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Alaska aleut center cognates language native paper research

This language family comprises the Eskimo and Aleut branches, which are believed to have diverged no more than 4,000 years ago. Useful general references are Bergsland 1986, Krauss 1973 and 1995, and Woodbury 1984. The Eskimo branch has two divisions. Inuit displays a great deal of dialectal variation, but the gradual change from one dialect to another makes it difficult to identify separate languages.

Inuit is referred to by a number of different names, of which the prin-cipal ones are Inupiaq in Alaska, Inuktitut in Eastern Canada, and Kalaallisut or Greenlandic in Greenland.

  • Promiscuous number marking and periphrastic possessive constructions in Haida, Eyak, and Aleut;
  • Aleut phonology is quite unremarkable, compared to the interesting phenomena exhibited by most varieties of Eskimo;
  • The Yupik languages are characterized phonologically by retention of Proto-Eskimo shwa, and by prosodically-based processes of vowel lengthening e.

The other Eskimo branch, Yupik, includes at least three separate languages. Central Siberian Yupik is spoken on St. The divergent and nearly extinct language of Sirenik on the Chukchi Peninsula appears, from its conservative phonology, to be either another subbranch coordinate with the rest of Yupik, or a third division of Eskimo.

Naukan Siberian Yupik appears in some respects to be intermediate between Central Siberian and Central Alaskan Yupik and may be considered a separate language. There is a degree of mutual intelligibility among the Yupik languages, especially Alutiiq and Central Yupik, but virtually none between Yupik and Inuit.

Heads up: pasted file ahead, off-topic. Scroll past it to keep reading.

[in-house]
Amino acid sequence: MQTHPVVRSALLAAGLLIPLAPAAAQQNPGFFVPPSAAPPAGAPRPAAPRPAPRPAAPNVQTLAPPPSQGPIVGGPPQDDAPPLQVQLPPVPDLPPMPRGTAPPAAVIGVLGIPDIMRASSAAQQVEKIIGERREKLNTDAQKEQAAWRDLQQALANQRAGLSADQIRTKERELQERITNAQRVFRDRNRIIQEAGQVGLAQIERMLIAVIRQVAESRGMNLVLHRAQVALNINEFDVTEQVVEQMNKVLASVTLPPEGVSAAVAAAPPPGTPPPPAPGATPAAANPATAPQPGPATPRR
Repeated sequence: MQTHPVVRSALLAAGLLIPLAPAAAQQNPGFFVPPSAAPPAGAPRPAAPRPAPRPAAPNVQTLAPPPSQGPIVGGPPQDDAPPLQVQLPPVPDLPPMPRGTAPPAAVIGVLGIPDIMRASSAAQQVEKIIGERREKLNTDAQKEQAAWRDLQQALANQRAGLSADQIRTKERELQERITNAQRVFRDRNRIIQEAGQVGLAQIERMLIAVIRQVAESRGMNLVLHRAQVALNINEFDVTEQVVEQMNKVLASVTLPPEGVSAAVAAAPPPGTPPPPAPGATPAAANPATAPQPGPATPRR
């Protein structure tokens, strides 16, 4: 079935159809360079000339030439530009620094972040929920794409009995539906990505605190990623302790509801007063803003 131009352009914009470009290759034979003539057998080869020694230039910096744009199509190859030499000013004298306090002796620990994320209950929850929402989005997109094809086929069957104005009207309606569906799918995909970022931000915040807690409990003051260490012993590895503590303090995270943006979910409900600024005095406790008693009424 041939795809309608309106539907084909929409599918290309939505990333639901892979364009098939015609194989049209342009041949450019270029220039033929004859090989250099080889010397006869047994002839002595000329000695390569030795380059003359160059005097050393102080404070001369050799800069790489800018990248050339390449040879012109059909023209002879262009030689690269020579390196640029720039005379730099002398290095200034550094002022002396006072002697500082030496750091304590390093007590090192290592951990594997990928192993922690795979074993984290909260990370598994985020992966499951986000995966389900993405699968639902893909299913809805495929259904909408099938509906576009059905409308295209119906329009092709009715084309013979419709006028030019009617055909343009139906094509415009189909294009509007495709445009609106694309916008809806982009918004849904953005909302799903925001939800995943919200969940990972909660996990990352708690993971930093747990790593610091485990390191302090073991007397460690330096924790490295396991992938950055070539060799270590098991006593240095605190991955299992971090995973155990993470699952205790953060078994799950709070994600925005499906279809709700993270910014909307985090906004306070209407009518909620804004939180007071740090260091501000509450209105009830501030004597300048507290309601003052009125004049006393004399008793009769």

There are about 140,000 Eskimos and Aleuts, of whom about 90,000 speak an E[skimo-]A[leut] language. More than half of this number are in Greenland—where, as in much of eastern Canada, the Inuit language remains fully viable. In Alaska and western Canada, Inuit is not spoken by younger generations, and is threatened with extinction. Aleut and Alutiiq are similarly endangered. Of the Yupik languages, only Siberian and Central Yupik have significant numbers of younger speakers.

Several distant relationships have been proposed for EA, although none has been proved. Among these are Indo-European, Chukotko-Kamchatkan, and Uralic; the last enjoys the greatest current support. Eskimo languages show variation primarily in their phonology and lexicon, rather than in syntax. Aleut phonology is quite unremarkable, compared to the interesting phenomena exhibited by most varieties of Eskimo. Click to view larger Map 1.

The Proto-Eskimo voiced continuants have been largely lost between single vowels in the daughter languages except in Sirenikyielding contrastively long vowels and diphthongs. Inuit has undergone further consonant lenition and deletion: Related synchronic processes in Inuit are found both in East Greenlandic and in Bering Strait dialects; in the latter, these are related areally to syllable-adjustment rules in nearby Yupik languages.

Assimilation in consonant clusters increases from west to east, severely limiting possible clusters in some dialects. Some Inuit geminate consonants may be historical; but others are morphologically conditioned, alternating with single consonants. Consonant metathesis appears sporadically alaska aleut center cognates language native paper research Inuit, and is systematic in some eastern and far western dialects.

In many dialects, diphthongs tend to lose their distinctness, and to merge with other diphthongs or long vowels. The Yupik languages are characterized phonologically by retention of Proto-Eskimo shwa, and by prosodically-based processes of vowel lengthening e.

Human Biology

Siberian Yupik lacks gemination, but lengthens initial syllables to preserve stem stress [ku: Siberian Yupik maintains many velars which are deleted in other languages: Yupik languages permit more varied clusters than Inuit, namely clusters of fricative plus stop. No Eskimo language permits consonant clusters initially or finally in the word.